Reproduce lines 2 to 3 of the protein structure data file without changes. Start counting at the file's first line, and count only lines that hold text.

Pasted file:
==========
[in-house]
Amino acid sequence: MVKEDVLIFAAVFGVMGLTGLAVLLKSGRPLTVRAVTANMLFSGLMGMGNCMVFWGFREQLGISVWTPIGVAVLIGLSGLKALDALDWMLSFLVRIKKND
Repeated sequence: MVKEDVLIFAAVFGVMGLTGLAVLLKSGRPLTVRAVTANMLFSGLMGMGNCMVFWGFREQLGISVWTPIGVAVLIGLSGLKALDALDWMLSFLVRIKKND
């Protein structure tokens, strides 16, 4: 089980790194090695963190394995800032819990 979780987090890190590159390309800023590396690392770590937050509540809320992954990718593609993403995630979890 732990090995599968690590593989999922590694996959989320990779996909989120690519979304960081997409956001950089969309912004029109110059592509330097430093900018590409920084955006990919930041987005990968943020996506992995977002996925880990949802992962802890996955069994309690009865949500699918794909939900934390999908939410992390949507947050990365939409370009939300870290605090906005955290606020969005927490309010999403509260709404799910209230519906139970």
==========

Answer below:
Amino acid sequence: MVKEDVLIFAAVFGVMGLTGLAVLLKSGRPLTVRAVTANMLFSGLMGMGNCMVFWGFREQLGISVWTPIGVAVLIGLSGLKALDALDWMLSFLVRIKKND
Repeated sequence: MVKEDVLIFAAVFGVMGLTGLAVLLKSGRPLTVRAVTANMLFSGLMGMGNCMVFWGFREQLGISVWTPIGVAVLIGLSGLKALDALDWMLSFLVRIKKND